• 2 days after: Information on physical symptoms typical of peak pain period and guidance on resumption of physical activity
  • 3 days after: Information on typical peak pain, pain occurrences, and tips on pain management

Time point 2 data collection (3 days after surgery)

  • 5 days after: Information on when the child might return to school
  • 7 days after: Information on resuming physical activities
  • 8 days after: Provided information on the ENT Clinic helpline in case of continued pain and discomfort.

Time point 3 data collection (14 days after surgery)

Textbox 1. Tonsil Text-to-Me SMS text messaging and data collection schedule. ENT: ear, nose, and throat.



Several demographic measures were collected at baseline: age, gender, ethnicity, employment status, education level, current use of technology, and preferences for using technology in different health-related capacities.

Caregiver Self-efficacy

Preoperative caregiver self-efficacy was measured at T1 using 3 problem-solving items from the Parenting Self-Agency Measure (PSAM) [25] (ie, “I feel sure of myself as a parent,” “I can solve most problems between my child and me,” and “when things are going badly between my child and me, I keep trying until things begin to change”). The PSAM is a self-report measure of general self-efficacy for parents of children aged 3 to 12 years. Respondents rated each of the 3 items using a 5-point Likert scale ranging from 1=never to 5=always. A total score between 3 and 15 was computed.

Caregiver Distress

Preoperative caregiver distress was measured at T1 using the well-validated short form of the General Health Questionnaire-12 (GHQ-12) [26]. The GHQ-12 covers several domains associated with a person’s level of distress and is worded in such a way as to comprise 6 positive and 6 negative items. Response items are scored on a 4-point scale (ranging from 0 to 3), and a global score between 0 and 36 is calculated, with higher scores indicating higher levels of distress.

Child’s Pain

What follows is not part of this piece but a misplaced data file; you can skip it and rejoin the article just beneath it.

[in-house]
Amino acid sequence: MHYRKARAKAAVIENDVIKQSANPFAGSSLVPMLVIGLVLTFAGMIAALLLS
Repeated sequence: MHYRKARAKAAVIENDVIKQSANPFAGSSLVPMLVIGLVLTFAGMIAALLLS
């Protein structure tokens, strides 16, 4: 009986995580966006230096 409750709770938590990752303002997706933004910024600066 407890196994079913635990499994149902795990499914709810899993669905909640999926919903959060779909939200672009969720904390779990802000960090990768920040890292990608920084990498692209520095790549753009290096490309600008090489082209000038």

At T2 and T3, caregivers were asked to report their child’s average level of pain in the past 24 hours and the highest level of pain in the past 24 hours on a scale of 0 (no pain) to 10 (worst pain). The well-established 15-item Parents’ Postoperative Pain Measure (PPPM) [27] was used to measure caregiver-reported pain-related behavior of their child at T2. A sum score was computed by tallying the number of yes=1 and no=0 responses for a total score of 15. As per guidelines, a score of 6/15 signified clinically significant pain [28].

Child’s Activity

As a proxy measure of fluid intake, we asked caregivers at T2 to report “yes” or “no” as to whether their child had urinated at least twice in the previous 24-hour period. The child’s activity level was measured at T2 and T3 by asking caregivers to report the level of physical activity on a 4-item scale (ie, bedridden, sluggish but walking, easily tired but active, or normal) during the past 24 hours.

Analgesic Therapy

Caregivers reported the number of doses per type of analgesic (eg, acetaminophen, ibuprofen, and morphine) administered within the past 24-hour period at T2 and T3.

Health Care Use

At T3, caregivers were asked to report on the number of postoperative ED visits; hospitalizations; family physician visits; calls to ear, nose, and throat (ENT) nurses or surgeons; acute or unplanned clinic visits; calls to 811 (local nonurgent health care advice line); and the number of antibiotic courses prescribed in relation to the tonsillectomy since surgery day.

Satisfaction and Intervention Engagement

Intervention group participants were asked to rate their satisfaction with the TTTM service at T3 using the Client Satisfaction Questionnaire [29], which is a unidimensional, 8-item measure used worldwide to assess client or patient satisfaction with health services. Responses are scored from 1 to 4, and thus, the possible total scores ranged from 8 to 32. Higher scores indicate greater satisfaction. Engagement with the TTTM messages was operationalized as the number of texts received, number of clicks on embedded links, and number of caregivers who opted out of the service by texting “STOP” before all texts were received. Aggregate engagement analytics were compiled at T3 through the SMS text messaging platform.